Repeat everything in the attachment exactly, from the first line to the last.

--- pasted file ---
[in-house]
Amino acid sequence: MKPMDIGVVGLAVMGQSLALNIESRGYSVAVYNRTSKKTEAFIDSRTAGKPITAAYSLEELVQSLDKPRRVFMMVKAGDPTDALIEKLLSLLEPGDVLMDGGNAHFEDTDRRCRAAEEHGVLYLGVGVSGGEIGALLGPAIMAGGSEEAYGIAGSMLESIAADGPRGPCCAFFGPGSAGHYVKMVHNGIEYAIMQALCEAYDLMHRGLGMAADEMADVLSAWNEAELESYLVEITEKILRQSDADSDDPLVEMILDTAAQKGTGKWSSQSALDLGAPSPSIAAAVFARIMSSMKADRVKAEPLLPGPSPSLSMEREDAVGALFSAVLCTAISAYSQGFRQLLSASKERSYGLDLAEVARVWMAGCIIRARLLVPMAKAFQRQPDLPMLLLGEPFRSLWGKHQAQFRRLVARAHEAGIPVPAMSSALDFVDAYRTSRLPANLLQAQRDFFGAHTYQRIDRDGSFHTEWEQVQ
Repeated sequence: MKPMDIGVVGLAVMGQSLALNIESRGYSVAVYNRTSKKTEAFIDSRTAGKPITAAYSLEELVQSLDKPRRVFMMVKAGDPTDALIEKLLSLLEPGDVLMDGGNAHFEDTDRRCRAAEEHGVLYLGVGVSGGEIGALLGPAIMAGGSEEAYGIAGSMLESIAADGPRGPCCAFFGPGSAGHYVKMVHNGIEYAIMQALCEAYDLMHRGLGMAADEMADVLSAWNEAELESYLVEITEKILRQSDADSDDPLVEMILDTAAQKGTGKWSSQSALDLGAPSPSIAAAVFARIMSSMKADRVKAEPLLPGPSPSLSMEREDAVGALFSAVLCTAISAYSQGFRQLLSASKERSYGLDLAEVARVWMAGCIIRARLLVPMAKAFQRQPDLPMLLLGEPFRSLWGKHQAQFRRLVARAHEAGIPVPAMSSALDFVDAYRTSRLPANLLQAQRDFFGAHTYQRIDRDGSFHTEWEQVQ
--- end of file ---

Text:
[in-house]
Amino acid sequence: MKPMDIGVVGLAVMGQSLALNIESRGYSVAVYNRTSKKTEAFIDSRTAGKPITAAYSLEELVQSLDKPRRVFMMVKAGDPTDALIEKLLSLLEPGDVLMDGGNAHFEDTDRRCRAAEEHGVLYLGVGVSGGEIGALLGPAIMAGGSEEAYGIAGSMLESIAADGPRGPCCAFFGPGSAGHYVKMVHNGIEYAIMQALCEAYDLMHRGLGMAADEMADVLSAWNEAELESYLVEITEKILRQSDADSDDPLVEMILDTAAQKGTGKWSSQSALDLGAPSPSIAAAVFARIMSSMKADRVKAEPLLPGPSPSLSMEREDAVGALFSAVLCTAISAYSQGFRQLLSASKERSYGLDLAEVARVWMAGCIIRARLLVPMAKAFQRQPDLPMLLLGEPFRSLWGKHQAQFRRLVARAHEAGIPVPAMSSALDFVDAYRTSRLPANLLQAQRDFFGAHTYQRIDRDGSFHTEWEQVQ
Repeated sequence: MKPMDIGVVGLAVMGQSLALNIESRGYSVAVYNRTSKKTEAFIDSRTAGKPITAAYSLEELVQSLDKPRRVFMMVKAGDPTDALIEKLLSLLEPGDVLMDGGNAHFEDTDRRCRAAEEHGVLYLGVGVSGGEIGALLGPAIMAGGSEEAYGIAGSMLESIAADGPRGPCCAFFGPGSAGHYVKMVHNGIEYAIMQALCEAYDLMHRGLGMAADEMADVLSAWNEAELESYLVEITEKILRQSDADSDDPLVEMILDTAAQKGTGKWSSQSALDLGAPSPSIAAAVFARIMSSMKADRVKAEPLLPGPSPSLSMEREDAVGALFSAVLCTAISAYSQGFRQLLSASKERSYGLDLAEVARVWMAGCIIRARLLVPMAKAFQRQPDLPMLLLGEPFRSLWGKHQAQFRRLVARAHEAGIPVPAMSSALDFVDAYRTSRLPANLLQAQRDFFGAHTYQRIDRDGSFHTEWEQVQ